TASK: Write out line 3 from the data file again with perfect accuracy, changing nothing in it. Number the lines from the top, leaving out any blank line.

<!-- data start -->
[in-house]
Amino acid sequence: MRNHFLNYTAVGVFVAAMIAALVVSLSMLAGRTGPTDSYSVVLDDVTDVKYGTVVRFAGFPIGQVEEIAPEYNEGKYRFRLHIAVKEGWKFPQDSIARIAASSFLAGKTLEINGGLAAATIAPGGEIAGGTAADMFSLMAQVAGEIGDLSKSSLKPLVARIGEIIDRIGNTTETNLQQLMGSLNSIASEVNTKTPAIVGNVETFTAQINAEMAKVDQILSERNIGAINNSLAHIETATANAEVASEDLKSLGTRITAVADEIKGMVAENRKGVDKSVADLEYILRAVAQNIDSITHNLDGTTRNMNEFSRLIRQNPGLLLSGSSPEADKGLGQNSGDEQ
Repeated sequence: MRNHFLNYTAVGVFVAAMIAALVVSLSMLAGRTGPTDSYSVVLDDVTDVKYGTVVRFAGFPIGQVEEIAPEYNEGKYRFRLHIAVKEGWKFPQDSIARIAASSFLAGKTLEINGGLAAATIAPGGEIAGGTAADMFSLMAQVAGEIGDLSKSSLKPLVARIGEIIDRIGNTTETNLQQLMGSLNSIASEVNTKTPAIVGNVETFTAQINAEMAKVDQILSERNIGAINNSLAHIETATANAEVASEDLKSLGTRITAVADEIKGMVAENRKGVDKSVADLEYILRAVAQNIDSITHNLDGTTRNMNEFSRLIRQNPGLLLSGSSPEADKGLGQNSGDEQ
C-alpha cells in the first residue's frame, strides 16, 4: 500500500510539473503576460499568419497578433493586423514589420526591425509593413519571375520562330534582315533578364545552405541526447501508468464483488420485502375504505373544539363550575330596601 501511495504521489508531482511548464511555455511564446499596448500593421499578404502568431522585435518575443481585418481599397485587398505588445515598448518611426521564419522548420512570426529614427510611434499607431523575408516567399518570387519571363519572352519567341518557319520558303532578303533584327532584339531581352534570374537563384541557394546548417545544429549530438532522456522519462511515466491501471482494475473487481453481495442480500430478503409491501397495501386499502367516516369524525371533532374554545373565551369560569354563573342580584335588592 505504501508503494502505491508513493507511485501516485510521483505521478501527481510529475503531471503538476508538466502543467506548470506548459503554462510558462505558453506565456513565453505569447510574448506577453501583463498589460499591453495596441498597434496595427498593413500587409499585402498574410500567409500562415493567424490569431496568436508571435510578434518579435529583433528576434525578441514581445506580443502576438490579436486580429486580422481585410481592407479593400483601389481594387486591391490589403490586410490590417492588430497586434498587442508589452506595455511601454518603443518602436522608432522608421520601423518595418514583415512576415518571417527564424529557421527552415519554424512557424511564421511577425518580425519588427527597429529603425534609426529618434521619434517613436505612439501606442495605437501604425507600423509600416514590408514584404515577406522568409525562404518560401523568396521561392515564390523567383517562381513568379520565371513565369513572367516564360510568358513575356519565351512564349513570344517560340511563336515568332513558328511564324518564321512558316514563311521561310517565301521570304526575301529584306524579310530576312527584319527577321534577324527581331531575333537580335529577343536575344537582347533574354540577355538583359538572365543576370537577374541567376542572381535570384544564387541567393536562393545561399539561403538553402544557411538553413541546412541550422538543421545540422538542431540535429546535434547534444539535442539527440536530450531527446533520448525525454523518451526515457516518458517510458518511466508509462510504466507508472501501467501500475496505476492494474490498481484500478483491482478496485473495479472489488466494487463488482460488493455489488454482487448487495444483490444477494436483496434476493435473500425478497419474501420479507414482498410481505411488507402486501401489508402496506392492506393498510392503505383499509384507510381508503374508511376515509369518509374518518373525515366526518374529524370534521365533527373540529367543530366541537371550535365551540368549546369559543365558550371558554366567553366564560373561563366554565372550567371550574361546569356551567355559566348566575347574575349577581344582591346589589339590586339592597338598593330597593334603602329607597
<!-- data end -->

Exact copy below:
Repeated sequence: MRNHFLNYTAVGVFVAAMIAALVVSLSMLAGRTGPTDSYSVVLDDVTDVKYGTVVRFAGFPIGQVEEIAPEYNEGKYRFRLHIAVKEGWKFPQDSIARIAASSFLAGKTLEINGGLAAATIAPGGEIAGGTAADMFSLMAQVAGEIGDLSKSSLKPLVARIGEIIDRIGNTTETNLQQLMGSLNSIASEVNTKTPAIVGNVETFTAQINAEMAKVDQILSERNIGAINNSLAHIETATANAEVASEDLKSLGTRITAVADEIKGMVAENRKGVDKSVADLEYILRAVAQNIDSITHNLDGTTRNMNEFSRLIRQNPGLLLSGSSPEADKGLGQNSGDEQ